It took the deaths of two American citizens and the husband of a diplomatic employee—all tied to the U.S. Consulate in Ciudad Juarez—for the Obama administration to apparently take notice of Mexico’s drug problem. Still, it seems that even the rhetoric from Washington will limit itself as much as it can to address this crisis as long as the bloodshed continues to hit outside of U.S. national borders.
On March 14 all the headlines focused on the targeting of U.S. Consulate employees in the border town of Ciudad Juarez, which has become one of the main stages for drug-related violence in the recent years. Secretary of State Hillary Rodham Clinton was quick to respond to these attacks in an unusual address on a topic that had been left off the agenda until recently.
It seems that as long as the victims of drug-related violence did not carry U.S. passports, the Obama administration only cared enough to issue petty warnings to American tourists not to visit our country. Yet when Enriquez, Redelffs and Salcido were gunned down President Barack Obama told the world he was outraged and promised a quick response to the issue. Clinton said that “this is a responsibility we must shoulder together” and subsequently made an official visit to Mexico 10 days later. There, she met with key officials in Calderón’s administration to work on a joint solution to the problem.
The promise of a shoulder-to-shoulder collaboration on (in this blogger’s view at least) a problem generally created by the most profitable market for the drug trade filled Mexico’s hopes. But we were reminded of former Mexican President Porfirio Díaz’ famous quote “Poor Mexico! So far from God, so close to the United States.” Clinton’s visit to Mexico turned out to be yet another example of quick and shallow politics to diffuse a media situation, instead of addressing the real problem head-on.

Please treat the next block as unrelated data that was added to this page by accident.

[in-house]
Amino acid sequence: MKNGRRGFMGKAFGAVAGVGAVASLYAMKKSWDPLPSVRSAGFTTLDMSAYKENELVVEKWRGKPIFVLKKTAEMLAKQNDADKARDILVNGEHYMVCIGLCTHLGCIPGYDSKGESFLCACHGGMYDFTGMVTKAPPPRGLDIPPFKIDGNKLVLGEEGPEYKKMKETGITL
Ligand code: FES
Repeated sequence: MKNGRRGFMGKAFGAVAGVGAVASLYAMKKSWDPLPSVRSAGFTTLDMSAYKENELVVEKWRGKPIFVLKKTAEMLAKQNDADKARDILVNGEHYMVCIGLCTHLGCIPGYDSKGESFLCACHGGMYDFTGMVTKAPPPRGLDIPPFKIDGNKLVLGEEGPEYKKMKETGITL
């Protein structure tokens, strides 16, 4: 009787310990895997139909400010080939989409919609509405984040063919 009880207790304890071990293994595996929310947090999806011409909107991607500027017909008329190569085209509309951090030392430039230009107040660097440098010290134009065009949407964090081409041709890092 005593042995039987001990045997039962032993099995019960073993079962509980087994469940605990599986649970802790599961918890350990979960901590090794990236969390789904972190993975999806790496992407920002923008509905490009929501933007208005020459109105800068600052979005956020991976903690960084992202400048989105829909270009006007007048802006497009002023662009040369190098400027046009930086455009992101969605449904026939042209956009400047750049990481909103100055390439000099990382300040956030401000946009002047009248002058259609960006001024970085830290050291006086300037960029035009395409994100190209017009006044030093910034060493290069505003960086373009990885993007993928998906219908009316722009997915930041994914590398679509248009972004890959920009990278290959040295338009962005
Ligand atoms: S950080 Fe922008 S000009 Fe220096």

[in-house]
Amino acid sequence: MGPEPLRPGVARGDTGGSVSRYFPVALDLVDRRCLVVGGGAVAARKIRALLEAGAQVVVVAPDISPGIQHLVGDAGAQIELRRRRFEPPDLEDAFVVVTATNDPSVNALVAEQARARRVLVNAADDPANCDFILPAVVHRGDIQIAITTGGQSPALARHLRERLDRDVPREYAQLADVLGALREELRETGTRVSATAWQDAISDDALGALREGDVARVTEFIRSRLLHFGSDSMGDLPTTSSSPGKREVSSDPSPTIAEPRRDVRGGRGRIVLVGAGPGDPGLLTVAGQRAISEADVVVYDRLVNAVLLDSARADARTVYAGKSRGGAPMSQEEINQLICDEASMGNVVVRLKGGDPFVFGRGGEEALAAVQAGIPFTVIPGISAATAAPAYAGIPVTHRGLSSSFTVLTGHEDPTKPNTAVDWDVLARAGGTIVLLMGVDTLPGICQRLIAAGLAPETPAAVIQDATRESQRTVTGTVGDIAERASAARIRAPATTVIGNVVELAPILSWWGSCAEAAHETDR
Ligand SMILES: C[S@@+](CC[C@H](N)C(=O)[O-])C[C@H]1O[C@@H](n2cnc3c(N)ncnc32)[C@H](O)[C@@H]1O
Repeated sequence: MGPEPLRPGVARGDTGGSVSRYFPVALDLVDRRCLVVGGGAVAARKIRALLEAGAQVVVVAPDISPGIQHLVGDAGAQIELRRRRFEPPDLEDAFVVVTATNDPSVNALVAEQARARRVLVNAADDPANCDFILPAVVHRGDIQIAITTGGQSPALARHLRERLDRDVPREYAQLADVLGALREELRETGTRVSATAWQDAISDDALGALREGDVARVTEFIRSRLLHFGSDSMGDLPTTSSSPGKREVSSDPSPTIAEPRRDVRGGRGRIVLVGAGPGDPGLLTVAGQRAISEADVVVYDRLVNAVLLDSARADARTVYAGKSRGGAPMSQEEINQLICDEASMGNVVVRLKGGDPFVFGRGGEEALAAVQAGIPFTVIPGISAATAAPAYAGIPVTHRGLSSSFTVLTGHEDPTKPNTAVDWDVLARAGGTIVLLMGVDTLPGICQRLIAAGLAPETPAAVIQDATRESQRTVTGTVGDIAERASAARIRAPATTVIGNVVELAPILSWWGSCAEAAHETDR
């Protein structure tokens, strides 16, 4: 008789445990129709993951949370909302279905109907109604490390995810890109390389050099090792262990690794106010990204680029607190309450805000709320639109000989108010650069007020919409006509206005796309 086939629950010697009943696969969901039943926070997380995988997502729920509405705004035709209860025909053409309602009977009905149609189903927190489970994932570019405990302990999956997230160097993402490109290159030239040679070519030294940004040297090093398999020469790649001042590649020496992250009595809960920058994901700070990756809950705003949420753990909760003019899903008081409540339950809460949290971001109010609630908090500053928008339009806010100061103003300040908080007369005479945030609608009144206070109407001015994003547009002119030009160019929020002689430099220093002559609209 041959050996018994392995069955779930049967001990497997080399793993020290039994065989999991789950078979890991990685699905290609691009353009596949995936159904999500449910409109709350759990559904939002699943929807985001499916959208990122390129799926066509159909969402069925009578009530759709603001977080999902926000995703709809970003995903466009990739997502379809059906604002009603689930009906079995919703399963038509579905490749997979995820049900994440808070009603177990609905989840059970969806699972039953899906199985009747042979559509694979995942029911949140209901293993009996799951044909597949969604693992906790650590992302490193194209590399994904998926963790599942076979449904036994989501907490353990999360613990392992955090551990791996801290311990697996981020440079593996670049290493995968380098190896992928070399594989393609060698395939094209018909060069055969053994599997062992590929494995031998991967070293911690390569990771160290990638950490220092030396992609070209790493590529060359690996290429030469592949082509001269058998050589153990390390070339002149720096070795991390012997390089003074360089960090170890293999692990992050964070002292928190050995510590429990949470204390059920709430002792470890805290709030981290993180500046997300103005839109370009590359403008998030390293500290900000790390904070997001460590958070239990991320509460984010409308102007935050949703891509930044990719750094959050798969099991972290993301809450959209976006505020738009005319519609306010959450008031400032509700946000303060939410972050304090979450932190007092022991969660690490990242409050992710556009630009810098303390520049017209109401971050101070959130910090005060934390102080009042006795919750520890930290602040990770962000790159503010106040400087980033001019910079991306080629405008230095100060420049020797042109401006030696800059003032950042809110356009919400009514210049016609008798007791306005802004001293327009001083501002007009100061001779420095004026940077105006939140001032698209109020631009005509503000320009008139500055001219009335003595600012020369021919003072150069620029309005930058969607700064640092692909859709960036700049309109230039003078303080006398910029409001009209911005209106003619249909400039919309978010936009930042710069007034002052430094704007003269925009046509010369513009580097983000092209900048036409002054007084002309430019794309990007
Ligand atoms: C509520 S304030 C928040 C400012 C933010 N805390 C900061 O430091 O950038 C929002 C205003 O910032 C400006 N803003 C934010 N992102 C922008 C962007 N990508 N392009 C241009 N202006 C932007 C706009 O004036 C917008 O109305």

Reminding us of the $1.4 billion investment the U.S. is making over three years in “a thus-far unsuccessful effort to crush cartels who ship $40 billion worth of illegal drugs north each year” Clinton came to Mexico to accept part of the blame of this problem by saying that the U.S. should crack down on gun control. “These criminals are outgunning law enforcement officials […] And since we know that the vast majority, 90 percent of that [weaponry] comes from our country, we’re going to try to stop it from getting there in the first place,” Clinton said. As always, the question of U.S. consumption was marginally addressed and no specific strategy to decrease it was put on the table.
In a recent interview with CNN’s Fareed Zakaria, President Calderón said that as long as the largest market for these illicit products is not willing to discuss alternative solutions (such as legalization), debate over these strategies in source countries is futile. Both Calderón and Porfirio Díaz’ words hit right on target.
As long as the Obama administration continues to look at the problems brewing south of the U.S. border as something of marginal importance—deeming his attention only when the U.S. media cares enough to cover the death of Americans—Mexico is left alone to deal with this growing hot topic. $1.4 billion and a promise on gun control are just not going to cut it.
*Arjan Shahani is a contributing blogger to AmericasQuarterly.org. He lives in Monterrey, Mexico, and is an MBA graduate from Thunderbird University and Tecnológico de Monterrey and a member of the International Advisory Board of Global Majority—an international non-profit organization dedicated to the promotion of non-violent conflict resolution.
Any opinions expressed in this piece do not necessarily reflect those of Americas Quarterly or its publishers.